Sunday, May 21, 2017

Propolis Interacts with Warfarin

Effects of propolis on warfarin efficacy

Kardiochir Torakochirurgia Pol. 2017 Mar;14(1):43-46


Warfarin is commonly used to avoid thromboembolism, predominantly for cardiovascular pathologies. However, the consumption of several herbal products is not permitted during its use due to the associated interactions. Propolis is a popular phytotherapy product made by honey bees. The use of propolis has been dramatically increasing in recent times.


To evaluate the possible interactions between propolis and warfarin in a mouse model with determination of the international normalized ratio (INR) values.


CD-1 mice were employed in the experimental model. The mice were warfarinized, and propolis was administered simultaneously. The INR values were obtained. All animals were sacrificed at the end of the study.


The baseline INR value was 0.8 ±0.1. After 72 h, the INR value increased as expected. The INR value was 7.28 ± 1.08 in the control group and 5.8 ± 2.88 in the propolis group. At the end of the study, the INR value was 1.3 ± 0.37. Propolis interacted with warfarin and caused a decrease in the INR value.


Propolis interactions, especially with warfarin, should be kept in mind and further studied. Healthcare specialists should be aware of this possible interaction between warfarin and propolis and inform patients about it.

Saturday, May 20, 2017

Leptospermum Honey-Impregnated Dressings Help Treat Diabetic Charcot Deformity

Novel Use of Active Leptospermum Honey for Ringed Fixator Pin Site Care in Diabetic Charcot Deformity Patients

Foot Ankle Spec. 2017 May 1:1938640017709907


Open reduction with external fixation (OREF) utilizing fine wire ringed fixators for correction of Charcot deformity has gained popularity over the past decade. Pin site infections are a well-documented complication of external fixation as well as a driver of escalating health care costs. We aimed to demonstrate the safety and efficacy of a novel method of pin site care utilizing active Leptospermum honey-impregnated dressings (MediHoney) in diabetic patients undergoing deformity correction with OREF.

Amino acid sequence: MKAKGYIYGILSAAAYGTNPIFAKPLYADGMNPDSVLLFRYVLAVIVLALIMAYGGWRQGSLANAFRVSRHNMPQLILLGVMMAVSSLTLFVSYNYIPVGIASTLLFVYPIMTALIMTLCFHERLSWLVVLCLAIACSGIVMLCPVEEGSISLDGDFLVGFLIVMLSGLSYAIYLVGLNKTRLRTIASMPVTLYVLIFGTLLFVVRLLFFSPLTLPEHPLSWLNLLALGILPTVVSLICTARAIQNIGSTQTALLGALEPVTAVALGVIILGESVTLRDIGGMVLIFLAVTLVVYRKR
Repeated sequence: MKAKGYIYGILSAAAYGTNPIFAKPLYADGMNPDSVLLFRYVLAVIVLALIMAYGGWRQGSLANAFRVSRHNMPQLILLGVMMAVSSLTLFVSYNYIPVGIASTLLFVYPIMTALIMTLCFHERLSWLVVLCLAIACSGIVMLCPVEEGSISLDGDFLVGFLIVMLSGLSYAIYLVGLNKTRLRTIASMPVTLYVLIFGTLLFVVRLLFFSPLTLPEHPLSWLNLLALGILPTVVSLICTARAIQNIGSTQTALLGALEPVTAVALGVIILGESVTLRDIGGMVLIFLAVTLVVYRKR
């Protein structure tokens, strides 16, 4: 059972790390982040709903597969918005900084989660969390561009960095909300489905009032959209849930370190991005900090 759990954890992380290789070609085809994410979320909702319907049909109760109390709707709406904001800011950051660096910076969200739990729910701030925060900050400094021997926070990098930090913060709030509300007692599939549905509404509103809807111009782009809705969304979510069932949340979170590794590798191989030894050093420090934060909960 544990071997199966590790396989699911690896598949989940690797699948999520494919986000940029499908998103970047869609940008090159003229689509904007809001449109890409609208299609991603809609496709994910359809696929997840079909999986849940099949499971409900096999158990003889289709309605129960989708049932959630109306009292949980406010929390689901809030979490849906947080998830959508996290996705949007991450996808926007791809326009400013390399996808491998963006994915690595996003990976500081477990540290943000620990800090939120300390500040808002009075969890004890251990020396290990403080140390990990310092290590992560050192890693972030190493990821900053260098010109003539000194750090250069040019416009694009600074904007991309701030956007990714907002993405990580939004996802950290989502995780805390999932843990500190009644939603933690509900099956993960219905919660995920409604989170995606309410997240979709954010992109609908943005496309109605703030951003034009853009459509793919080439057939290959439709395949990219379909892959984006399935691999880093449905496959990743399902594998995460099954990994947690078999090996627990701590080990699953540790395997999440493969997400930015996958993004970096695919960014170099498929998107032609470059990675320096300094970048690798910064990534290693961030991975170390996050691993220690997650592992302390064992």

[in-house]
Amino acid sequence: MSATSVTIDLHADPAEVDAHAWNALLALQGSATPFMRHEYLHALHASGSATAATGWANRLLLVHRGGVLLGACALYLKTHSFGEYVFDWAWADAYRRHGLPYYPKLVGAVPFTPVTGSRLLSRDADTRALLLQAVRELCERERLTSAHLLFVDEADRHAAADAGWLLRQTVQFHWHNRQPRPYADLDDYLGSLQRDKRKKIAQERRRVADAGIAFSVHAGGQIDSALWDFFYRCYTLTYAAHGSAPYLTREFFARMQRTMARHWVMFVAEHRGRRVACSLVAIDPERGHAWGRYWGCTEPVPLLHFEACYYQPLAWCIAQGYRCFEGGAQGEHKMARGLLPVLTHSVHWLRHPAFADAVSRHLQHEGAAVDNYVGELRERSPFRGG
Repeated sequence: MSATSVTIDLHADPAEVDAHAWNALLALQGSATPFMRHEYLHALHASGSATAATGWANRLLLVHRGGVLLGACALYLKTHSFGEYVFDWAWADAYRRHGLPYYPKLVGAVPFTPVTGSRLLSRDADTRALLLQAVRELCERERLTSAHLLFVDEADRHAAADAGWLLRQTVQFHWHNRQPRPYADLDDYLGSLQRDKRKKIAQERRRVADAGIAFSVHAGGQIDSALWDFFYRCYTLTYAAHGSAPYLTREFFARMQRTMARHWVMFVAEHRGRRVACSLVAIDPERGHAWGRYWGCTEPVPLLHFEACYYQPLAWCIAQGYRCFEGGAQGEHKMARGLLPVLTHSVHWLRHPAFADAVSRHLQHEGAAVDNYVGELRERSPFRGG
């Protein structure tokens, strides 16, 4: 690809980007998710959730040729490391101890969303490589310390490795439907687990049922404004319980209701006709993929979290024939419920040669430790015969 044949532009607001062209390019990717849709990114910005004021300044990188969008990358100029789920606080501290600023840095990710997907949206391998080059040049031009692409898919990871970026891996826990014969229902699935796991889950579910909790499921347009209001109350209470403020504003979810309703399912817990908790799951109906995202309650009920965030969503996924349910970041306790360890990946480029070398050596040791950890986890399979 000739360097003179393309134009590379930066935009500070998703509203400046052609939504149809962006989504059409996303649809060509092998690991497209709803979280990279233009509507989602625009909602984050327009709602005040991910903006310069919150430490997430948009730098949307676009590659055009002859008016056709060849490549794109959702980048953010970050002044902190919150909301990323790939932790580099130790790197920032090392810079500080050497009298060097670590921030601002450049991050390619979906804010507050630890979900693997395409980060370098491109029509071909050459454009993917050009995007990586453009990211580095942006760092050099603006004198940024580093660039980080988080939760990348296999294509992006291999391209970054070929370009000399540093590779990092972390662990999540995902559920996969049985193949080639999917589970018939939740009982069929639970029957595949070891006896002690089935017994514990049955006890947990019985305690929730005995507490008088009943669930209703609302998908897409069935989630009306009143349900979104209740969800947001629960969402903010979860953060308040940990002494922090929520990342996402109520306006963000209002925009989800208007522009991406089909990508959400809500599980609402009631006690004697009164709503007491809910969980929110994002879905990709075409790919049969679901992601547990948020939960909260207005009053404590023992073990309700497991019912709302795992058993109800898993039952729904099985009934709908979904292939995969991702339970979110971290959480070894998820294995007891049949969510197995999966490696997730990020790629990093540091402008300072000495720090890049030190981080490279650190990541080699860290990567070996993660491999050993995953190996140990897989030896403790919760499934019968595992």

Twenty-one diabetic patients with Charcot deformities of the lower extremity were prospectively enrolled and followed for pin site complications following OREF for deformity correction. Active Leptospermum honey dressings were applied at metal-cutaneous interfaces at the end of the OREF procedure and replaced weekly for a total of 8 weeks. Patients were monitored for pin site infections from the time of surgery until external fixator removal. Sixteen consecutive patients receiving standard OREF for Charcot deformities were evaluated retrospectively to serve as a control group.


Of the 21 enrolled patients, 19 underwent OREF and followed up throughout the study period. Treated patients had a mean age of 58.5 years and mean body mass index measuring 33.3 kg/m2 as documented prior to surgery. The 15 patients with hemoglobin A1c labs drawn in the 3 months preceding surgery averaged 7.5. Fixators were removed at an average of 12.1 weeks after adequate bony healing. Of the 244 pin sites in 19 patients, 3 pin sites (1.2% of pins) in 2 patients (10.5% of patients) showed evidence of superficial infection. All infections resolved with oral antibiotics. Infection rates were significantly reduced when compared to the standard care control group.


Pilot data in a prospectively collected case series demonstrate safety and efficacy of active Leptospermum honey-impregnated dressings when used for fine wire ringed fixator pin site care in diabetic Charcot deformity patients. Further investigation in the form of a prospective randomized controlled study is warranted to demonstrate the potential value of this novel intervention.